COVID-19

Change Your Gloves: COVID-19 Precautions You May Be Doing Wrong

From removing gloves properly to widening your social distance on the jogging trail, here are some simple fixes to more effectively limit infection

By Tristin Hopper
April 10, 2020
COVID-19

Change Your Gloves: COVID-19 Precautions You May Be Doing Wrong

From removing gloves properly to widening your social distance on the jogging trail, here are some simple fixes to more effectively limit infection

By Tristin Hopper
Apr 10, 2020
Image from European Union guidelines for healthcare workers on how to properly don and doff personal protective equipment for COVID-19 (Source:ecdc.europa.eu)
COVID-19

Change Your Gloves: COVID-19 Precautions You May Be Doing Wrong

From removing gloves properly to widening your social distance on the jogging trail, here are some simple fixes to more effectively limit infection

By Tristin Hopper
April 10, 2020
Change Your Gloves: COVID-19 Precautions You May Be Doing Wrong
Image from European Union guidelines for healthcare workers on how to properly don and doff personal protective equipment for COVID-19 (Source:ecdc.europa.eu)

As things stand, BC has very little to complain about when it comes to social distancing. Despite being one of the first places in North America on which the virus made landfall, BC is now on a course to get through COVID-19 without overwhelming the healthcare system and without racking up the catastrophic fatality levels now being seen in the likes of New York. These successes are due almost entirely to our collective efforts to keep away from one another. 

Nevertheless, even among the most earnest social distancers, there are some common mistakes that are both easy to avoid and will dramatically limit your ability to limit infection. We've tallied up the main ones below.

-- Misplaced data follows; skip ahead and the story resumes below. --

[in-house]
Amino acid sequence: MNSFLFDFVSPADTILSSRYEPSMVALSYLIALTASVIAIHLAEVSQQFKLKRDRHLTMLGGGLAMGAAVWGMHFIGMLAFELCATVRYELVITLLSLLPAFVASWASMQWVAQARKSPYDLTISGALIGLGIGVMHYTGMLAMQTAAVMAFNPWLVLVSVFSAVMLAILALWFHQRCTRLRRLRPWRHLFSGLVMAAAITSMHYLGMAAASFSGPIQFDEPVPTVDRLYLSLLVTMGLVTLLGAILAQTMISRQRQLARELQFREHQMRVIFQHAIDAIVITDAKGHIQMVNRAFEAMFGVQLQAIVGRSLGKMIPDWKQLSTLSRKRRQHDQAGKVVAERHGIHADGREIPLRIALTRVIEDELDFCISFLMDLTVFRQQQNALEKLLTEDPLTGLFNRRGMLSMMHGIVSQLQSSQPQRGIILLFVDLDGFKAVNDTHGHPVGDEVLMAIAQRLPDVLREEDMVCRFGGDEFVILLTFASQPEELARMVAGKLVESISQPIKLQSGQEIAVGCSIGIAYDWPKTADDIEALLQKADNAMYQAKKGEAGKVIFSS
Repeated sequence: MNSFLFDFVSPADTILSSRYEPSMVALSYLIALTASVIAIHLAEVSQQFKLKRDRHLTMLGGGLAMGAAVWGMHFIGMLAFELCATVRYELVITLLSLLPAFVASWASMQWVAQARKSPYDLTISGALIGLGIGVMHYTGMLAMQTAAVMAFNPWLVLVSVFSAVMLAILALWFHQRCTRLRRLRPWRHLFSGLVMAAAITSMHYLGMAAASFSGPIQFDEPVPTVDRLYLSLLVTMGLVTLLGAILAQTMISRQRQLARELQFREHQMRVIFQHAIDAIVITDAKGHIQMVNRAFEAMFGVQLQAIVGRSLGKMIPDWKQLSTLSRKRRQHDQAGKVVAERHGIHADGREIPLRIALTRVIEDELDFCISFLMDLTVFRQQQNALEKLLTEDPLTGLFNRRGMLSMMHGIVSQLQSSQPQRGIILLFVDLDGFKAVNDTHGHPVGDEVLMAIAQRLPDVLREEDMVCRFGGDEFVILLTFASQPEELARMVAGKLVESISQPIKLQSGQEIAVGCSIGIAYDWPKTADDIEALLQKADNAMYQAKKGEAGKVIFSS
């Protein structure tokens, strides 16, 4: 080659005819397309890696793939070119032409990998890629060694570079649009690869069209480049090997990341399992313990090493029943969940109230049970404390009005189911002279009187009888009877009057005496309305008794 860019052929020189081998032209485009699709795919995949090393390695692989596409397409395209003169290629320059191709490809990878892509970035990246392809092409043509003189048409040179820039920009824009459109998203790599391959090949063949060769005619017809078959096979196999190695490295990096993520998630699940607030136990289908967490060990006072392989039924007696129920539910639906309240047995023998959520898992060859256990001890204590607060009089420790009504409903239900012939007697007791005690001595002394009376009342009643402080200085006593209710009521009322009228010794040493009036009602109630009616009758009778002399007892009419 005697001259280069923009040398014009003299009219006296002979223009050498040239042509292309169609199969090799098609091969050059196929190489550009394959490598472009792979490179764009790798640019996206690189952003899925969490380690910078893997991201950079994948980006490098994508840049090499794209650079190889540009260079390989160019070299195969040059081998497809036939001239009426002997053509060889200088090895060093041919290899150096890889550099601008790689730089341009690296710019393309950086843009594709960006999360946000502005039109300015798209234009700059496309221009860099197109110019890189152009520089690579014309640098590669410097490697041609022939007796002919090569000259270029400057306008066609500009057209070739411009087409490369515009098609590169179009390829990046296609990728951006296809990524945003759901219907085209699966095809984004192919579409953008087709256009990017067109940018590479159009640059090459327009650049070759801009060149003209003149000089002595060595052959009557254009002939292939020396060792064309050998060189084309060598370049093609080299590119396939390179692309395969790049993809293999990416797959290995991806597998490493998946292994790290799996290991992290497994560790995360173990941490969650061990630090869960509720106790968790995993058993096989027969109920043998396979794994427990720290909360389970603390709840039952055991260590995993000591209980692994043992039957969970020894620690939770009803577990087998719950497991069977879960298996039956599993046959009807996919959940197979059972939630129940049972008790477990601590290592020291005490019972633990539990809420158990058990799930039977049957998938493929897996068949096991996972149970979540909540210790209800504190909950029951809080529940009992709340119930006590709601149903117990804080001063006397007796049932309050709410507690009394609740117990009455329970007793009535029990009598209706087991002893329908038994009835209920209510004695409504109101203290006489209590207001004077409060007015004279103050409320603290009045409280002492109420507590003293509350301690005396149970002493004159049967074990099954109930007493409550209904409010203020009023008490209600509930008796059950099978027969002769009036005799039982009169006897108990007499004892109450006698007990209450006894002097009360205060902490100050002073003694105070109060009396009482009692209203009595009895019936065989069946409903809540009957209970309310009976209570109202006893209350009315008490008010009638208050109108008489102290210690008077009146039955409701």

A glove is only as clean as the last thing you touched

For anyone with a background in medicine or first aid, improper glove use is probably one of the most visible results of a public suddenly adopting personal protective equipment for the first time. Accounts abound of grocery store clerks or fast food workers donning a single pair of gloves for an entire shift, and in this particularly obvious case of glove malfeasance, a shopper can be seen holding his glove in his mouth as he checks his phone. 

A medical glove is not a magical shield against viruses, it’s simply one way — along with hand sanitizer and vigorous hand washing — to ensure that a human hand remains clear of pathogens. If you’re using that gloved hand to touch questionable surfaces, it can quickly become just as likely to transmit infection as an unwashed bare hand.

The next time you’re navigating the grocery store in a pair of gloves, picture every unfamiliar surface you touch as being covered in pancake syrup. You grab the handle for a shopping cart; bingo, you just touched syrup. Now if you use that gloved hand to check your phone, the phone’s now covered in syrup. Later that night, you hand the phone to your toddler, and she suddenly has a hand sticky with syrup that she puts in her mouth. 

And so it is with COVID-19; a glove can stop the virus from getting on your bare skin, but it’s just as happy to infect you or your family by taking a ride on the outer surface of your glove. 

The video below, produced by the Israeli Health Ministry, does a particularly good job of illustrating how COVID-19 can spread invisibly through touch. A pair of gloves can protect you from a virus-filled environment, but only if you make sure you’re being careful about what you touch with said gloves.

Know how to take off your gloves 

Maybe we’ve convinced you to be a bit more diligent about swapping out your gloves. If so, take a second to learn how the pros remove a pair of gloves.